Written by Jim Zub and Holly Raychelle Hughes
Art by Djibril Morissette-Phan and K. Michael Russell
Lettered by Marshall Dillon
Published by Image Comics
‘Rama Rating: 10 out of 10
Los Angeles is a void that drains the life out of you. The entertainment industry takes your hope. Both are negative spaces, and this much is clear from Glitterbomb #2 from the choices of both series writer Jim Zub and artist Djibril Morissette-Phan (working with K. Michael Russell) to utilize negative space in their contributions towards this issue. The former uses the issue to examine Farrah’s wider life as well as Brooke’s fears of becoming invisible (when people start seeing everything besides her), while the latter plunges L.A. into darkness through shadow and a sea of black. This truthfully honest book provides genuine fear beyond the David Cronenberg-inspired elements by burrowing deep into characters’ psyches to find real-world concerns.
Zub brings in a standard-issue hook for a narrative involving a murder, a detective. He’s Isaac Rahal and gets to work the moment he’s introduced into solving the murder of an agent to the stars. It’s establishes the early stages of a cat and mouse between him and Farrah, but the issue shines through because it devotes time to character and theme instead of going down the typical path. Brooke’s therapy session drags ageism to the front and center in order to highlight just how vicious Hollywood is for someone who once they hit a certain age and how everyone younger preemptively prepares for that moment. Therapy is also for getting everything out and creates an overt link with the monster that’s currently inhabiting Farrah (and is responsible for the murder). This raises wider discussion on body issues. In any other book it’d be a risk to design the two central characters to look similar, but here it helps to construct the core ideas behind the book. In L.A., it’s all too easy to find someone younger and prettier than you who will work for less which is also the core thesis behind Hughes’ essay.
This is due to Morissette-Phan’s style. On the whole the book feels quiet. This issue in particular is light on action, the monster takes a back seat for the moment, but there’s plenty of movement, when the book slows down to focus on a bottle for a few panels, the way it travels is clear alongside how the other elements in the scene act in response. He’s also consistent - a page involving a car has the same layout as a scene from the first issue and this patterned use of a stylistic element is helping to establish a motif. Brooke and Farrah continue to look similar from afar, but when the camera pulls in close, their facial structures are just slightly different to make them discernible from the other.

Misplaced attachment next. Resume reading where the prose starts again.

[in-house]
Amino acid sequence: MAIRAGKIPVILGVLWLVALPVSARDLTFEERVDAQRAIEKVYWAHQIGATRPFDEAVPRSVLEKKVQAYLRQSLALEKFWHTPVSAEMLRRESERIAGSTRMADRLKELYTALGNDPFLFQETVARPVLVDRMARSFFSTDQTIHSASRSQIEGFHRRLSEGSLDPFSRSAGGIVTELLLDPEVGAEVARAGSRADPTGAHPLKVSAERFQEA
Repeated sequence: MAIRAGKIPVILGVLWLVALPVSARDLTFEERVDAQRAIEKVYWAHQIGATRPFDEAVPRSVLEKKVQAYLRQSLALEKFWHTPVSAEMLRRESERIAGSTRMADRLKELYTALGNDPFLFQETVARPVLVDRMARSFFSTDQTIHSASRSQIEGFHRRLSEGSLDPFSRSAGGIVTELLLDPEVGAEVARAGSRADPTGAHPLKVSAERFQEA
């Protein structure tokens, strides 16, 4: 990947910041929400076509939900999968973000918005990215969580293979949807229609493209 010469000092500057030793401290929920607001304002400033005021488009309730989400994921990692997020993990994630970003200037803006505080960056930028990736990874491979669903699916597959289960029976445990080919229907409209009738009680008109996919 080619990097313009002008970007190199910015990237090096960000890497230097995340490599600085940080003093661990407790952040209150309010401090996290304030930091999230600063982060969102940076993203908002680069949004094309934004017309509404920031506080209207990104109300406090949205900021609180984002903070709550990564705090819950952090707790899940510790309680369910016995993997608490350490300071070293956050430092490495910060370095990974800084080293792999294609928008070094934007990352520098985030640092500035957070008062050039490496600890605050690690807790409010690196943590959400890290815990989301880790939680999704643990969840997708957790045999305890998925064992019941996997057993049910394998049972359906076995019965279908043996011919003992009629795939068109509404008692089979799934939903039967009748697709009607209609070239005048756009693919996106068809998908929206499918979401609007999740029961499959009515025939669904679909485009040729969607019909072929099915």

But it’s in the two-page spreads and splashes where he and Russell get to run with it. Shadow and darkness is a common element in them all, the one taking place during daylight hours still makes the detective intimidating despite the warm colors. Later on they get the chance to depict the L.A. skyline. The Neon Demon is a recent movie which overtly dealt with the ideas conveyed in this book, but it’s here where the light of the city seems like a mirage over a beacon of hope in a subtler and more nuanced way.
If you want a sequence that represents everything the book is striving towards, and achieving towards, show then look no further than the pair of two-page spreads centering around Farrah watching TV. The negative space takes hold as the television emits the only source of light in the scene and even then what it’s showing only serves to illustrate how Farrah herself and the other inhabitants of the industry see her as someone past her prime because it’s been a while since she was on a show.
Followed up with a poignant essay by Hughes, it becomes clear that the sense of dread the book is imbued with doesn’t spring forth from the paranormal elements, but the reminders of normality taken directly from the real world. Everyone involved is crafting a tale that serves to show Hollywood isn’t as glamorous as the pictures make it out to be.